A successful author of books on history, business, and sport has won Canada’s Distinguished Dissertation Award for 2016. “Stone of Power,” Douglas Hunter’s (YorkU, PhD History) study of how North America’s Indigenous people have been portrayed and their cultural history sometimes erased, was the ultimate choice of the judges.
The 57-year-old Hunter has several writing awards to his credit and has an established career as a writer, editor, cartographer and graphic artist. He returned to do his PhD at the urging of a York University historian who would become his thesis supervisor.
“I invited him to lecture about explorers to the New World in one of my classes,” says Carolyn Podruchny, associate professor of history at York University. “At the end of that class I was convinced he should be doing a PhD.”
Podruchny describes him as “brilliant, funny and humble,” adding that “he brings a high standard and seemingly limitless energy and curiosity to his work. His intellectual generosity with his peers was inspiring to our department.”
His work as a journalist and author provided the organizational and research skills to complete an engaging thesis. PhD work enhanced those skills. But it provided much more.
“It was an opportunity to delve into what historians have already written on this topic and push it to a new level,” Hunter says from his home office on Ontario’s Georgian Bay. “It involved more reading and more thinking than I could ever have imagined.”
A skilled storyteller, Hunter used a 40 tonne grey boulder, lodged in a Massachusetts riverbed and covered in petroglyphs, as the grounding for his study. Tracking the theories and explanations around Dighton Rock, which was once the most famous relic in America, is Hunter’s vehicle for an exploration of how Indigenous people have been demeaned by leading thinkers since the late seventeenth century. “Dighton Rock’s origins have been a much contested topic among historians,” he says. “Studying its historiography teaches us a lot about ourselves, colonization and how we do history.” The dissertation shows how theorists were really trying to answer two questions, to the advantage of colonizers: who belonged in America, and to whom to did America belong?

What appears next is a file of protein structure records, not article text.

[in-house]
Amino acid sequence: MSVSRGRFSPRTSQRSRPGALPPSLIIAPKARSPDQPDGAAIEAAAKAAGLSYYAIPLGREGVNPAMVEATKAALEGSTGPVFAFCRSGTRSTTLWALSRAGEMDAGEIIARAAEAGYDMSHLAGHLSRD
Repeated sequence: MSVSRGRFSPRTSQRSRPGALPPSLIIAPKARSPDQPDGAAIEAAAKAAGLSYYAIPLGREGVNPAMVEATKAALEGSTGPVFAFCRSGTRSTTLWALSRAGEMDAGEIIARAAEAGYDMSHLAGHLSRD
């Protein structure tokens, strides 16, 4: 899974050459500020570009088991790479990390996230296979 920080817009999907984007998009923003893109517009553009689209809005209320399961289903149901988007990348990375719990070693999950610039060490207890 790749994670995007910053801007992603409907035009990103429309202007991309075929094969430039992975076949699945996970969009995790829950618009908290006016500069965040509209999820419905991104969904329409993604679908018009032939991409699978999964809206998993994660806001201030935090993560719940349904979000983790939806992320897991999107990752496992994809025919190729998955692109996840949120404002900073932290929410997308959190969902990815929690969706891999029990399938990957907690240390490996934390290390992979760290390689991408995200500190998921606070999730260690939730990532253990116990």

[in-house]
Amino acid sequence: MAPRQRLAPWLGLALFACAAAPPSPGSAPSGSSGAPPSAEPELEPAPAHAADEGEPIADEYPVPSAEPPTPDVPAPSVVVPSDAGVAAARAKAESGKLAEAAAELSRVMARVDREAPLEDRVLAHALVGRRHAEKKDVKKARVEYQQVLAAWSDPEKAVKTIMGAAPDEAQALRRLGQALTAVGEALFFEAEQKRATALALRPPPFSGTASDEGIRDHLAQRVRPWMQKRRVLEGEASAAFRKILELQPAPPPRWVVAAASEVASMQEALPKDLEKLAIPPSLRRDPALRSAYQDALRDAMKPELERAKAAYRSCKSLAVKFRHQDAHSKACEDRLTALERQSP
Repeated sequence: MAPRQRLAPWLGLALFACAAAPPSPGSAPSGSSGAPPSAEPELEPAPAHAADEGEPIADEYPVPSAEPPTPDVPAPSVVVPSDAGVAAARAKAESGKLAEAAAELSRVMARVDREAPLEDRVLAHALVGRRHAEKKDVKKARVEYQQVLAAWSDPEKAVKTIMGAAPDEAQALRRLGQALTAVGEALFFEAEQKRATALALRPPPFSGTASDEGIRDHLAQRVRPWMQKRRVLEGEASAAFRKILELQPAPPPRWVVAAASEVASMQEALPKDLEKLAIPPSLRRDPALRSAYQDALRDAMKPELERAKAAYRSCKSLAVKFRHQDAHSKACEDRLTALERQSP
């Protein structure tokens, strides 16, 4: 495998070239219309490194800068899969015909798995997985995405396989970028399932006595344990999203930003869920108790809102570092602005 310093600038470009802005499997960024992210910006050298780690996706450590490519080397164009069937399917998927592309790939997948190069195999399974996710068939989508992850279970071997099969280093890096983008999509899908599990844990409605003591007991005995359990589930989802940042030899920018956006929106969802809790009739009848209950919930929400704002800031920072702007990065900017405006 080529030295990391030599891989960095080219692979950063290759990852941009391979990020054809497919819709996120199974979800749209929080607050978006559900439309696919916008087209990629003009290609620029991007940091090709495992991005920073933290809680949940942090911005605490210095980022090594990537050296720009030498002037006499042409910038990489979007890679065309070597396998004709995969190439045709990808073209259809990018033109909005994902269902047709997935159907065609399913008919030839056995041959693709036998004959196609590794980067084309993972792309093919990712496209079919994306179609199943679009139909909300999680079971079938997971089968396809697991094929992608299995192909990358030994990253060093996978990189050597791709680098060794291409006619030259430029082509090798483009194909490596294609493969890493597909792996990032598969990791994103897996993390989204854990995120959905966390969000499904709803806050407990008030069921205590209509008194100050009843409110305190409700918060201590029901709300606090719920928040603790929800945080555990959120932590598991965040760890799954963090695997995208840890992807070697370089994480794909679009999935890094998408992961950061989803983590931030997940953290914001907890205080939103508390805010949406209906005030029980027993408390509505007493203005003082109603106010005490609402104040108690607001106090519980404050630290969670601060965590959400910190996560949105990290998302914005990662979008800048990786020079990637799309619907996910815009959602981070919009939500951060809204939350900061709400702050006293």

Hunter almost threw in the towel five weeks into the process of pursuing a PhD. He was used to a heavy workload, but he hadn’t anticipated the reading volume of the course work. And he worried about the 30-year gap since he’d last been at university. The road to Toronto from Georgian Bay was a challenge during winter months, and family responsibilities, which include being a primary caregiver to his special needs adult son, weighed heavily upon him. But he stuck with it, earning a Vanier Canada graduate scholarship as well as Canada’s William E. Taylor fellowship as the outstanding doctoral candidate in the social sciences and humanities. He is currently a postdoctoral fellow under Dr. Susan Roy at the University of Waterloo. An updated version of the dissertation, incorporating additional research, will be published as Stone of Power by University of North Carolina Press in fall 2017. He is also writing a book for McGill-Queen’s University Press on the Beardmore Viking relics hoax at the Royal Ontario Museum.
“Douglas Hunter is an outstanding choice for the Distinguished Dissertation Award, “says CAGS President Brenda Brouwer. “He shows how life and experiences outside the academy can influence and inspire the pursuit of a scholarly endeavour. A PhD affords a student the opportunity to delve into a topic that excites them and explore it in all its dimensions. Canadian academia is richer for having Douglas Hunter bring his special brand of curiosity and creative thinking to the field indigenous history.”
To read the thesis, go to: http://yorkspace.library.yorku.ca/xmlui/handle/10315/30045.
Hunter will receive his award Nov. 3, at the CAGS National Conference in Toronto.